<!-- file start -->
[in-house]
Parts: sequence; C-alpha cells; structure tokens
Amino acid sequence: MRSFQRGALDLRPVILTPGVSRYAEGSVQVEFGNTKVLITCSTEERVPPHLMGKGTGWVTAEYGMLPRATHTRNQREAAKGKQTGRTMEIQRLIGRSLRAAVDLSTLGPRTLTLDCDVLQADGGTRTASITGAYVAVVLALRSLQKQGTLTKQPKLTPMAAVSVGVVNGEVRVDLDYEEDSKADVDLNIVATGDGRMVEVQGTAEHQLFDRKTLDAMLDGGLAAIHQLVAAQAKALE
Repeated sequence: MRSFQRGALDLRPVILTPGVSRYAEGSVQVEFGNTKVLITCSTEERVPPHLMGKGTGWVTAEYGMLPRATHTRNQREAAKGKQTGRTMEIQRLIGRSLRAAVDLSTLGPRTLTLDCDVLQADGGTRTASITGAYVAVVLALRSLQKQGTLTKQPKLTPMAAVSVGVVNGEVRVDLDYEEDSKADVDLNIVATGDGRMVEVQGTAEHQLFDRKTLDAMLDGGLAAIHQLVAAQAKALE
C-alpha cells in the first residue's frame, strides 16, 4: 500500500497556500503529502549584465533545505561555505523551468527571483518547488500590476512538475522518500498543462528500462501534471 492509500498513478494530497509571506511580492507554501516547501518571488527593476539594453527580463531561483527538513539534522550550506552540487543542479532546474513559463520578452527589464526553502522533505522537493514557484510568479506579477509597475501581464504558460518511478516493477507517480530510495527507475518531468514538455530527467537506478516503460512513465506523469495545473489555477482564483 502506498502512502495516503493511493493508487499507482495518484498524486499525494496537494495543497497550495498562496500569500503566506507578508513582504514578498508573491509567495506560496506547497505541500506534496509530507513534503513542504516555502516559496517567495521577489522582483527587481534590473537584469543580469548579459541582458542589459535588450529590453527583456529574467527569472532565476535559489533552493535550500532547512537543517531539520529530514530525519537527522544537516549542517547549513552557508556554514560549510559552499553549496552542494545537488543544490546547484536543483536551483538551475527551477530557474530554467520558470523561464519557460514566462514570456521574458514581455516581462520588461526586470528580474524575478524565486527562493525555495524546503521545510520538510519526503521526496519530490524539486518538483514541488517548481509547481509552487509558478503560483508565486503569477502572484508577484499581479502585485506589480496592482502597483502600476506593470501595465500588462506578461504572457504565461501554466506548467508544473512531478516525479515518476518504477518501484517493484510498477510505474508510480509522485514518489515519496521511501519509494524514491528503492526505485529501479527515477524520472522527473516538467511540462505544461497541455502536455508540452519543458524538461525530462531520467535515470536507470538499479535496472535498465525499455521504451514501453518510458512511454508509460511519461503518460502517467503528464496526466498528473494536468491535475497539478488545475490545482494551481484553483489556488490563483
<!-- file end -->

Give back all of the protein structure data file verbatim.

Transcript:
[in-house]
Parts: sequence; C-alpha cells; structure tokens
Amino acid sequence: MRSFQRGALDLRPVILTPGVSRYAEGSVQVEFGNTKVLITCSTEERVPPHLMGKGTGWVTAEYGMLPRATHTRNQREAAKGKQTGRTMEIQRLIGRSLRAAVDLSTLGPRTLTLDCDVLQADGGTRTASITGAYVAVVLALRSLQKQGTLTKQPKLTPMAAVSVGVVNGEVRVDLDYEEDSKADVDLNIVATGDGRMVEVQGTAEHQLFDRKTLDAMLDGGLAAIHQLVAAQAKALE
Repeated sequence: MRSFQRGALDLRPVILTPGVSRYAEGSVQVEFGNTKVLITCSTEERVPPHLMGKGTGWVTAEYGMLPRATHTRNQREAAKGKQTGRTMEIQRLIGRSLRAAVDLSTLGPRTLTLDCDVLQADGGTRTASITGAYVAVVLALRSLQKQGTLTKQPKLTPMAAVSVGVVNGEVRVDLDYEEDSKADVDLNIVATGDGRMVEVQGTAEHQLFDRKTLDAMLDGGLAAIHQLVAAQAKALE
C-alpha cells in the first residue's frame, strides 16, 4: 500500500497556500503529502549584465533545505561555505523551468527571483518547488500590476512538475522518500498543462528500462501534471 492509500498513478494530497509571506511580492507554501516547501518571488527593476539594453527580463531561483527538513539534522550550506552540487543542479532546474513559463520578452527589464526553502522533505522537493514557484510568479506579477509597475501581464504558460518511478516493477507517480530510495527507475518531468514538455530527467537506478516503460512513465506523469495545473489555477482564483 502506498502512502495516503493511493493508487499507482495518484498524486499525494496537494495543497497550495498562496500569500503566506507578508513582504514578498508573491509567495506560496506547497505541500506534496509530507513534503513542504516555502516559496517567495521577489522582483527587481534590473537584469543580469548579459541582458542589459535588450529590453527583456529574467527569472532565476535559489533552493535550500532547512537543517531539520529530514530525519537527522544537516549542517547549513552557508556554514560549510559552499553549496552542494545537488543544490546547484536543483536551483538551475527551477530557474530554467520558470523561464519557460514566462514570456521574458514581455516581462520588461526586470528580474524575478524565486527562493525555495524546503521545510520538510519526503521526496519530490524539486518538483514541488517548481509547481509552487509558478503560483508565486503569477502572484508577484499581479502585485506589480496592482502597483502600476506593470501595465500588462506578461504572457504565461501554466506548467508544473512531478516525479515518476518504477518501484517493484510498477510505474508510480509522485514518489515519496521511501519509494524514491528503492526505485529501479527515477524520472522527473516538467511540462505544461497541455502536455508540452519543458524538461525530462531520467535515470536507470538499479535496472535498465525499455521504451514501453518510458512511454508509460511519461503518460502517467503528464496526466498528473494536468491535475497539478488545475490545482494551481484553483489556488490563483